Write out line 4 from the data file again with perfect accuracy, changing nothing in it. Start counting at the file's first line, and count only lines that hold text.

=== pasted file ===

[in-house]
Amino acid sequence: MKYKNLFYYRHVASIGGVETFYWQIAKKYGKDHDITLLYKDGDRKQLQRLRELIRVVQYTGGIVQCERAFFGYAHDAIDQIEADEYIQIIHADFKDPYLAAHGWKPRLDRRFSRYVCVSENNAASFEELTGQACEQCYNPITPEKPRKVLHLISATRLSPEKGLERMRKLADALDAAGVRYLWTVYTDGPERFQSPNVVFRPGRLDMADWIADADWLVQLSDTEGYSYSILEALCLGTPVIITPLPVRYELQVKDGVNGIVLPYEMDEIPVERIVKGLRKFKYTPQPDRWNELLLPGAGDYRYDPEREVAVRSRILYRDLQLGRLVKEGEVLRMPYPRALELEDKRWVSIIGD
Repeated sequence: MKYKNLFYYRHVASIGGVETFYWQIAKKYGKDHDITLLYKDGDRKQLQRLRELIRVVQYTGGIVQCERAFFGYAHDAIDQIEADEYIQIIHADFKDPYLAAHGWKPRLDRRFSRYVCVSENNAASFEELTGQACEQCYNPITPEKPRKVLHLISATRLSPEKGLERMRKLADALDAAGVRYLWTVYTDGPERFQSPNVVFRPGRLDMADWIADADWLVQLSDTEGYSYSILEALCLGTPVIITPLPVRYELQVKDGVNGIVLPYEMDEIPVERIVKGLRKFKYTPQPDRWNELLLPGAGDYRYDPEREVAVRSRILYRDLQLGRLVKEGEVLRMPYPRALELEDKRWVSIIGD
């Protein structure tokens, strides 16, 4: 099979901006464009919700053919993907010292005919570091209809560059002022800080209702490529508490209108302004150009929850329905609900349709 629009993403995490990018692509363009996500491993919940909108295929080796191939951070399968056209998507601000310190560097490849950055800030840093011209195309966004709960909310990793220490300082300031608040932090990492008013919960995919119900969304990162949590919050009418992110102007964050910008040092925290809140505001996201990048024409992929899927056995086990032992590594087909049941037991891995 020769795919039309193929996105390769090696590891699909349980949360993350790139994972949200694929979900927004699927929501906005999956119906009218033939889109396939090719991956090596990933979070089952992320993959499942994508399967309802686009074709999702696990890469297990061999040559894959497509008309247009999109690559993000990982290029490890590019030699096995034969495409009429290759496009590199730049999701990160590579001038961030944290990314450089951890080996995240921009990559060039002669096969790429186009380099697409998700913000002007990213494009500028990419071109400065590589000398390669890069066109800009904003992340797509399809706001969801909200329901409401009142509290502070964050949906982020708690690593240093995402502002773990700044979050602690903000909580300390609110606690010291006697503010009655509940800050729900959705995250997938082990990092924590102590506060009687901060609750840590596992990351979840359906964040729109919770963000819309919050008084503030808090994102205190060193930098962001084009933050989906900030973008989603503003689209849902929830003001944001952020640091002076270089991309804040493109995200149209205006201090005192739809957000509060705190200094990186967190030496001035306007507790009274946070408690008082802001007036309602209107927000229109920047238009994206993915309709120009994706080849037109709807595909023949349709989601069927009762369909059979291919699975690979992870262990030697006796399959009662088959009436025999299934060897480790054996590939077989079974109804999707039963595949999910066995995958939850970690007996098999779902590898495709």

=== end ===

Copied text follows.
């Protein structure tokens, strides 16, 4: 099979901006464009919700053919993907010292005919570091209809560059002022800080209702490529508490209108302004150009929850329905609900349709 629009993403995490990018692509363009996500491993919940909108295929080796191939951070399968056209998507601000310190560097490849950055800030840093011209195309966004709960909310990793220490300082300031608040932090990492008013919960995919119900969304990162949590919050009418992110102007964050910008040092925290809140505001996201990048024409992929899927056995086990032992590594087909049941037991891995 020769795919039309193929996105390769090696590891699909349980949360993350790139994972949200694929979900927004699927929501906005999956119906009218033939889109396939090719991956090596990933979070089952992320993959499942994508399967309802686009074709999702696990890469297990061999040559894959497509008309247009999109690559993000990982290029490890590019030699096995034969495409009429290759496009590199730049999701990160590579001038961030944290990314450089951890080996995240921009990559060039002669096969790429186009380099697409998700913000002007990213494009500028990419071109400065590589000398390669890069066109800009904003992340797509399809706001969801909200329901409401009142509290502070964050949906982020708690690593240093995402502002773990700044979050602690903000909580300390609110606690010291006697503010009655509940800050729900959705995250997938082990990092924590102590506060009687901060609750840590596992990351979840359906964040729109919770963000819309919050008084503030808090994102205190060193930098962001084009933050989906900030973008989603503003689209849902929830003001944001952020640091002076270089991309804040493109995200149209205006201090005192739809957000509060705190200094990186967190030496001035306007507790009274946070408690008082802001007036309602209107927000229109920047238009994206993915309709120009994706080849037109709807595909023949349709989601069927009762369909059979291919699975690979992870262990030697006796399959009662088959009436025999299934060897480790054996590939077989079974109804999707039963595949999910066995995958939850970690007996098999779902590898495709």